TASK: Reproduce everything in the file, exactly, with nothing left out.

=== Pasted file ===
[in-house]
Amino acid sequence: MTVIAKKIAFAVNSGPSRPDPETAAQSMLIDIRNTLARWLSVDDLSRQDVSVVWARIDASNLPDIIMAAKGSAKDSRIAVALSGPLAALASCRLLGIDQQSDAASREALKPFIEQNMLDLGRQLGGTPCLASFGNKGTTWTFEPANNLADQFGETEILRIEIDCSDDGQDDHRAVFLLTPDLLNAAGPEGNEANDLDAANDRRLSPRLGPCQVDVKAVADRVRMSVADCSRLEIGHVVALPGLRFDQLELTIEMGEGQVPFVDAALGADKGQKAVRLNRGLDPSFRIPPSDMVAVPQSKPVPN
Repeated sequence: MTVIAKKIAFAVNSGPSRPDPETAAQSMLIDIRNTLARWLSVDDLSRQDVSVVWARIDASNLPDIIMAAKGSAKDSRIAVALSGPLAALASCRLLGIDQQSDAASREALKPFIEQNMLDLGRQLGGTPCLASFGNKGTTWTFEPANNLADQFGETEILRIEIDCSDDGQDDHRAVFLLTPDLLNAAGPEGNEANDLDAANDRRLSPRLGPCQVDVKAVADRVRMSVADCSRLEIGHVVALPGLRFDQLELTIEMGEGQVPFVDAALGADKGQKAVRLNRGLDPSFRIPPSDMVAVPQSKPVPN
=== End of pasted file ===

[in-house]
Amino acid sequence: MTVIAKKIAFAVNSGPSRPDPETAAQSMLIDIRNTLARWLSVDDLSRQDVSVVWARIDASNLPDIIMAAKGSAKDSRIAVALSGPLAALASCRLLGIDQQSDAASREALKPFIEQNMLDLGRQLGGTPCLASFGNKGTTWTFEPANNLADQFGETEILRIEIDCSDDGQDDHRAVFLLTPDLLNAAGPEGNEANDLDAANDRRLSPRLGPCQVDVKAVADRVRMSVADCSRLEIGHVVALPGLRFDQLELTIEMGEGQVPFVDAALGADKGQKAVRLNRGLDPSFRIPPSDMVAVPQSKPVPN
Repeated sequence: MTVIAKKIAFAVNSGPSRPDPETAAQSMLIDIRNTLARWLSVDDLSRQDVSVVWARIDASNLPDIIMAAKGSAKDSRIAVALSGPLAALASCRLLGIDQQSDAASREALKPFIEQNMLDLGRQLGGTPCLASFGNKGTTWTFEPANNLADQFGETEILRIEIDCSDDGQDDHRAVFLLTPDLLNAAGPEGNEANDLDAANDRRLSPRLGPCQVDVKAVADRVRMSVADCSRLEIGHVVALPGLRFDQLELTIEMGEGQVPFVDAALGADKGQKAVRLNRGLDPSFRIPPSDMVAVPQSKPVPN